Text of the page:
The Most ‘Obvious’ Recession In History

The Most ‘Obvious’ Recession In History

"Obviously unsustainable." That's how one market participants described the dynamic whereby purported savings "buffers" and "excess" cash built over the pandemic support consumer spending and prevent the US economy from sliding into recession. Initially (where that means last year), I was sympathetic to that thesis, but it became harder and harder to countenance as inflation rose and consumption habits shifted to account for the soaring cost of necessities. As detailed in "The Sad, Sad Story O
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9 thoughts on “The Most ‘Obvious’ Recession In History

  1. I’m very intrigued to hear how the Fed and the administration spin the narrative if/when we find the US in a confirmed technical recession in the near future. I was out at a local restaurant last night, nothing fancy, frequented mostly by tourists and upper middle class locals, I overheard two separate conversations commenting on how shocked folks were after looking at their 401ks, recessions have a psychological element to them, it feels like we are already in one and things keep deteriorating, news cycles will exacerbate this feeling of despair and doom. Dems will get wiped out in November and the Fed will pivot, but they’ll probably be too late to act again.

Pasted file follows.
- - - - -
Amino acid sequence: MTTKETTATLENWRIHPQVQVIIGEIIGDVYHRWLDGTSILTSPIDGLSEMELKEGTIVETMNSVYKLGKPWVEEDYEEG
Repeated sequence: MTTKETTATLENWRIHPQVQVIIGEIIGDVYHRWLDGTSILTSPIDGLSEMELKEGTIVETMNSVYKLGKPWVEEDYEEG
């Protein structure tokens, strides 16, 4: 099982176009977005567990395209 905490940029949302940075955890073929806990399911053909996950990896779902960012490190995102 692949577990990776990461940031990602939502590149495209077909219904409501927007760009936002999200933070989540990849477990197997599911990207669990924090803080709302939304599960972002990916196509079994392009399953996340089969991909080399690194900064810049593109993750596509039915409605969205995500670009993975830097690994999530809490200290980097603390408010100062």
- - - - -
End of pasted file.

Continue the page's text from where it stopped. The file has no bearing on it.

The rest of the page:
2. I drove up and down the entire west coast last week… lots of traffic, people pulling boats/campers, freight trucks everywhere, motels booked, restaurants busy with long lines.

    1. You should do this again in 6 months – say at Christmas time – and again next June. And we’ll see if you can discern any change in your impressions of the economy at large. If you can’t I’d say we survived the recession.

  3. H-Man, took the grand kids (15 and 17) on the annual pilgrimage to the Orlando parks. A hot dog ( boiled not roasted) cost $13, toss in water at $3.75 and your spending a fortune on pablum, This madness can’t last.

  4. This post reminds me of a series of posts that Ben Hunt at Epsilon Theory (h/t to The Heisenberg Report for turning me onto that a while back) has written about the importance of common knowledge — “common knowledge is something that we all believe everyone else believes.” It’s an essential concept in managing the expectations-driven game that seems to define Wall Street of late, and can often derail all but the best-laid and most-disciplined investment approaches.

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